Tributes are being paid to Vic Atiyeh, the governor who led Oregon out of the 1982 recession and laid the economic foundations for international trade and high technology.
Atiyeh, a Republican who was governor from 1979 to 1987, died at 8:15 p.m. Sunday at Providence St. Vincent Medical Center in Portland. He was 91.
Doctors said the cause of death was complications from renal failure, according to Denny Miles, an Atiyeh family spokesman and Atiyeh’s communications director during his governorship.
There was no official word yet on memorial services or his funeral.
Democratic Gov. John Kitzhaber was president of the Oregon Senate during the last two years Atiyeh was governor. Sometimes he clashed with Atiyeh, and sometimes he cooperated.
“He was the first governor under whom I served when I was first elected to the Legislature in 1978, and he was both a mentor and a friend,” Kitzhaber said in a statement Sunday night.
“He led Oregon out of the recession of the early 1980s, with a strategy embraced by both parties, and went on to make international trade a cornerstone of Oregon’s economy. He will be greatly missed, yet his steady leadership, gentle spirit, and love for our state lives on in the many contributions he made to Oregon.”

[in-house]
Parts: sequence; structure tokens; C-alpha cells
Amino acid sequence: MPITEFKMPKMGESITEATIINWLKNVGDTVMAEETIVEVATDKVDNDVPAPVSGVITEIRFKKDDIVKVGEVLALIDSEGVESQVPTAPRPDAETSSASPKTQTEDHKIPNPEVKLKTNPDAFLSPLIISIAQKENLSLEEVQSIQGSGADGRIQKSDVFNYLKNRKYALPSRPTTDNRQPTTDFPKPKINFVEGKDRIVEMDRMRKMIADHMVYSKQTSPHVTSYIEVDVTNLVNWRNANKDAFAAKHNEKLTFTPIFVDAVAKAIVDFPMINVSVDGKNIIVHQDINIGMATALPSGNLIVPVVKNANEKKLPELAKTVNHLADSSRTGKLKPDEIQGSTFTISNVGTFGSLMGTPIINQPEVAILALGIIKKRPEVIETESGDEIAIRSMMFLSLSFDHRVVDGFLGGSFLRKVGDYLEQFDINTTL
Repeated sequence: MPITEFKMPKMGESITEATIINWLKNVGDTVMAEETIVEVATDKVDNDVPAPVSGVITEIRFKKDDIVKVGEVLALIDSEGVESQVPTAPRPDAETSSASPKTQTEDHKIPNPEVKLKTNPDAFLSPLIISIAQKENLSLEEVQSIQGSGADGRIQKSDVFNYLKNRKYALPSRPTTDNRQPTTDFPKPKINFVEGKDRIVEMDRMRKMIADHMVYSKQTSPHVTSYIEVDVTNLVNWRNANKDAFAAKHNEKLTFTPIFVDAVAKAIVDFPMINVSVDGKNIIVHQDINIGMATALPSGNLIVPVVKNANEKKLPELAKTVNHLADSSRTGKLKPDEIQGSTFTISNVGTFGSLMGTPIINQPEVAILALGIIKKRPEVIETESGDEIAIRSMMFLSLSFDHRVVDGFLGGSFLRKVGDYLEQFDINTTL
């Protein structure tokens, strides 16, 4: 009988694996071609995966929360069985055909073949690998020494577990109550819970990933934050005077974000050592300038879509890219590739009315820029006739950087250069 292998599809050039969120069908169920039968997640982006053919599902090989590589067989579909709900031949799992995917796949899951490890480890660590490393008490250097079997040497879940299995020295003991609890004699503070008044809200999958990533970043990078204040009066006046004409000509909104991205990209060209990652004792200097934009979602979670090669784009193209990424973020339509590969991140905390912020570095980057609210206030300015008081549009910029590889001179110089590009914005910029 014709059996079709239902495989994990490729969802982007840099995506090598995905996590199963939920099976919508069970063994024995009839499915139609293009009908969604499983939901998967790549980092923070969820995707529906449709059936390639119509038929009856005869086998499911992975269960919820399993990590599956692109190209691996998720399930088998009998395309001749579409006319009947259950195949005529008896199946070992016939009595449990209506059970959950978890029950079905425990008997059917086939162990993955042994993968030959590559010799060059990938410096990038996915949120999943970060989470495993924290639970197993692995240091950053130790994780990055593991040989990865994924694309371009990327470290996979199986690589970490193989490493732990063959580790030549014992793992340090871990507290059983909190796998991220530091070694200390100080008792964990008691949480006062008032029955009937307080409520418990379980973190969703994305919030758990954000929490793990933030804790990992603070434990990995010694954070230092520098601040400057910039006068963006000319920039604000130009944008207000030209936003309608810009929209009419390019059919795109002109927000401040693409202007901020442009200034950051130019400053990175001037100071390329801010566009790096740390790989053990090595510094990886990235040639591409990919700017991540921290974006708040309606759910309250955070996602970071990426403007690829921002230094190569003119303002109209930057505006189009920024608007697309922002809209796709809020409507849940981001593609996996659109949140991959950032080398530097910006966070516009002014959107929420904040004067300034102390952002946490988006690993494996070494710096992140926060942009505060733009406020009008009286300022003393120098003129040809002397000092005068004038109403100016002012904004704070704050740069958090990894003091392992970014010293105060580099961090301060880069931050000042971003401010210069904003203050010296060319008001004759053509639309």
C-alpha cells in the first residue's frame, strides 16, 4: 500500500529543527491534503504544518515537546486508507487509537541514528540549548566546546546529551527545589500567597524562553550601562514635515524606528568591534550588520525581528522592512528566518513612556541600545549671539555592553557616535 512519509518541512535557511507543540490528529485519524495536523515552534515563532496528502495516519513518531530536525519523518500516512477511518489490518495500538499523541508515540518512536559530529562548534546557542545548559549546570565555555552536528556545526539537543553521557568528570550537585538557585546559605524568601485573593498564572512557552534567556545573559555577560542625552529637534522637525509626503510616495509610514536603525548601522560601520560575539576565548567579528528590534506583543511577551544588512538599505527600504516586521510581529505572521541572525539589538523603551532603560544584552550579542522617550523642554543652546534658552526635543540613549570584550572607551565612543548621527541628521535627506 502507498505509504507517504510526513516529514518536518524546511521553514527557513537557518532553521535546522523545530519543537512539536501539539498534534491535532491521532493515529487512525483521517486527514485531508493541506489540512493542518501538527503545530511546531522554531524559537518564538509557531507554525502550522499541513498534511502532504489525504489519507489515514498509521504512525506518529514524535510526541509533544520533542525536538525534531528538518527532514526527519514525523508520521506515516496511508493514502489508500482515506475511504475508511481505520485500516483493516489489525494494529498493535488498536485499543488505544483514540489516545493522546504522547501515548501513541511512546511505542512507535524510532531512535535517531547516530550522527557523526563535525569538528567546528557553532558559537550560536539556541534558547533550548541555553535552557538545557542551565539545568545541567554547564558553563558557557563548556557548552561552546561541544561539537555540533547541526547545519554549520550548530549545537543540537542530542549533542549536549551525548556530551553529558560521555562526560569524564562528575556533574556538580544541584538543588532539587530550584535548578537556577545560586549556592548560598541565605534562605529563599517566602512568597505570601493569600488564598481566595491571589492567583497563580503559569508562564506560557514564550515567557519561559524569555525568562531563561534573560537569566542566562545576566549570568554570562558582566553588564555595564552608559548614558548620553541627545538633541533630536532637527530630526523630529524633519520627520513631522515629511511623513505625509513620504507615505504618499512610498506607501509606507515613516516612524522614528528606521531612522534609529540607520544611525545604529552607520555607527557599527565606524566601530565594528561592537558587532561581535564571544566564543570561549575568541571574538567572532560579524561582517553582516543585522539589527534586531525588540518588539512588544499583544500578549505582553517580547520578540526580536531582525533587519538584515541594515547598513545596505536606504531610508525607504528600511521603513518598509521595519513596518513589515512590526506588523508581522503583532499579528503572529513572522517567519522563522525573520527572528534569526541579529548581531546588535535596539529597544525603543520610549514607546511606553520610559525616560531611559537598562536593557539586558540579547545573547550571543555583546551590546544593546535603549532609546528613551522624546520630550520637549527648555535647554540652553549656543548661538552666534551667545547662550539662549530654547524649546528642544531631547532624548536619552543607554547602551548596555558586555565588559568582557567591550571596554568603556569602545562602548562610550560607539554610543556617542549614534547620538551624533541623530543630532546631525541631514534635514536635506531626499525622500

Kitzhaber’s Republican rival in the Nov. 4 election is state Rep. Dennis Richardson of Central Point, who was endorsed by Atiyeh.
“Atiyeh’s persistent determination to drive our state to prosperity is one of the things that first moved me to public service,” Richardson said in a statement. “I strive daily to emulate his example of patience and grit, as well as his compelling resolve to work for a better Oregon.”
Gerry Thompson was Atiyeh’s chief of staff for 5 1/2 years, and the first woman to hold the job, which then was known as executive assistant.
“He approached the responsibility of Oregon governor like he was the chief executive officer of the state’s largest enterprise,” Thompson said.
“Governor Atiyeh was an involved leader, but one who gave agency heads a lot of latitude to come up with creative solutions to difficult problems. He was quick to give credit to others, even when he deserved it himself.”
State Sen. Jackie Winters of Salem, who was state ombudsman for Atiyeh from 1979 to 1981, saw him and his wife in June at a dinner at the Kah-Nee-Ta resort of the Confederated Tribes of Warm Springs.
Winters said Atiyeh told her it may have been his final appearance at the dinner.
“I always marveled at his strength,” Winters said in a brief interview. “We chatted for a bit; I was surprised he was there, but was pleased that he was. It was just so good to see him. I’m very saddened.”
Atiyeh entered the hospital Saturday because of shortness of breath and possible internal bleeding.
With him when he died were his wife, Dolores; his son, Tom; his daughter, Suzanne, and five grandchildren. His brother, Ed, wife Karen, and three nieces also were present.
He had been in and out of the hospital within the past month.
On July 5, on the 70th wedding anniversary of Vic and Dolores Atiyeh, the former governor fell at his home in Beaverton and broke some ribs. He was treated and released, then returned July 15 for additional treatment and released.
When he returned to the hospital Saturday, doctors said it was for treatment of gastrointestinal bleeding that may or may not have been connected with his fall July 5.